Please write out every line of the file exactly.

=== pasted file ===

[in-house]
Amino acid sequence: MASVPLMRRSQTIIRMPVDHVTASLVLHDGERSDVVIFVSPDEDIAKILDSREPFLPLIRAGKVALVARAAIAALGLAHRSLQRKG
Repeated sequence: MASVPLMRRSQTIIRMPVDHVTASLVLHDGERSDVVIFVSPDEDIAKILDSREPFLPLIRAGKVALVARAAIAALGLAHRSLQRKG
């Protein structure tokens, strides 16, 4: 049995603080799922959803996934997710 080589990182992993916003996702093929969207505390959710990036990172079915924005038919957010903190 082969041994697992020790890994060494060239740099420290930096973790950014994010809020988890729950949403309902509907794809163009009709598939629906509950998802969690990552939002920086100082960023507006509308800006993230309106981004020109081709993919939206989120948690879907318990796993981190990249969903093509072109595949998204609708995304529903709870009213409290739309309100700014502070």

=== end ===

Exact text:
[in-house]
Amino acid sequence: MASVPLMRRSQTIIRMPVDHVTASLVLHDGERSDVVIFVSPDEDIAKILDSREPFLPLIRAGKVALVARAAIAALGLAHRSLQRKG
Repeated sequence: MASVPLMRRSQTIIRMPVDHVTASLVLHDGERSDVVIFVSPDEDIAKILDSREPFLPLIRAGKVALVARAAIAALGLAHRSLQRKG
């Protein structure tokens, strides 16, 4: 049995603080799922959803996934997710 080589990182992993916003996702093929969207505390959710990036990172079915924005038919957010903190 082969041994697992020790890994060494060239740099420290930096973790950014994010809020988890729950949403309902509907794809163009009709598939629906509950998802969690990552939002920086100082960023507006509308800006993230309106981004020109081709993919939206989120948690879907318990796993981190990249969903093509072109595949998204609708995304529903709870009213409290739309309100700014502070």